In high school, I knew that I wanted to get into something “mechanical”, so engineering became a good fit. I started my career working offshore and had the fortunate experience of travelling to over 40 countries for almost 14 years. Gaining this cultural awareness has helped me to build a foundational knowledge of inclusive leadership and solidified my belief that diversity allows for different perspectives … and different perspectives provides a variety of solutions to complex problem solving.
Engineering is oftentimes very technical, and engineers think things through in a logical way. Therefore, it is only logical that when you have the same type of people trying to solve a problem you get the same solution. When you have people of different backgrounds working collaboratively together, people will think outside of the box. Different people will troubleshoot problems differently – that’s a fact.
Everyone should step up to the plate, be courageous, and promote inclusion & diversity. One of the most dangerous things in the construction world is complacency. People establish dangerous “norms” and reason it away with, “well, we’ve always done it this way”. There is a norm and comfort with a certain type of person in a certain type of work environment. This is inherently dangerous. What you get in efficiency, you sacrifice diversity of thought, but also safety. You will not have people identify inherent dangers of complacency when you have group think. A diverse team is more likely to call out these issues than a homogenous team that “has always done it this way”.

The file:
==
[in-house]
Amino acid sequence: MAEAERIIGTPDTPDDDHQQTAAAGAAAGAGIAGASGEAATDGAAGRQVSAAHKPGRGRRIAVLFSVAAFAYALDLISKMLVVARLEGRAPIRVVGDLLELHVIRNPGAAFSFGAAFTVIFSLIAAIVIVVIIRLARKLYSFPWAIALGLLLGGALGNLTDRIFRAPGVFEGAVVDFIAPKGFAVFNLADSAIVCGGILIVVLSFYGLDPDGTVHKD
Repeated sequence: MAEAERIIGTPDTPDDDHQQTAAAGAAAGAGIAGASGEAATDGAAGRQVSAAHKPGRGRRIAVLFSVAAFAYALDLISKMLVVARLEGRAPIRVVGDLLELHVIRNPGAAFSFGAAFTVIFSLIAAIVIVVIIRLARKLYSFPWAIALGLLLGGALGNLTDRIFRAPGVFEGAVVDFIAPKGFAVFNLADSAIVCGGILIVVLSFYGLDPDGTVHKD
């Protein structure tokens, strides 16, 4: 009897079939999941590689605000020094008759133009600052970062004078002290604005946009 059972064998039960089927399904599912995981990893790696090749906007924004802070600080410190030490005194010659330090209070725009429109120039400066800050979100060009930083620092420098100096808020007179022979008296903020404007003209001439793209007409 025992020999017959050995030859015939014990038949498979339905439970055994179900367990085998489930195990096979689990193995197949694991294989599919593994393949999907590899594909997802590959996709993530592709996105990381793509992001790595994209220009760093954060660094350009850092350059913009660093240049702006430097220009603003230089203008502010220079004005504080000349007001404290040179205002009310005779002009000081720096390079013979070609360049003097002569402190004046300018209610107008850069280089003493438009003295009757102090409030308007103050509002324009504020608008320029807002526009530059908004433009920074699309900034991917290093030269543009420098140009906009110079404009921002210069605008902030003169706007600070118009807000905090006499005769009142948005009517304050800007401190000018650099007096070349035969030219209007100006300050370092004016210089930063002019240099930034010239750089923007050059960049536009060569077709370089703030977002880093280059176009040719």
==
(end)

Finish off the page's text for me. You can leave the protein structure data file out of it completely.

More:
An inclusive leader needs to be cognizant and understand the needs of their diverse workforce. My favorite strategy is to create an environment where employees who are drastically different from each other work together on special projects. I often pair younger / new employees with my more experienced workforce. Pairing them together has led to a better working environment and inclusive learning opportunities … unease quickly turns into cohesiveness. They each learn new skills from the other, and everyone is better off in the long run. This mini-series in mentoring / reverse mentoring has truly helped to create an inclusive culture on my team.
Finally, inclusive leaders need to show commitment to I&D and remain curious for more knowledge and understanding. As an engineer, I can show you how being an inclusive leader will affect your metrics. I could provide the data and the spreadsheets. But, without leaders wanting to change and then committing to doing so, the dial will never move.
Please join me in being an inclusive leader at National Grid.
The Six Traits of Inclusive Leadership – Cultural Intelligence, Collaboration, Corageous, Cognizance, Commitment, and Curiosity.
To learn more please see Deloitte’s article here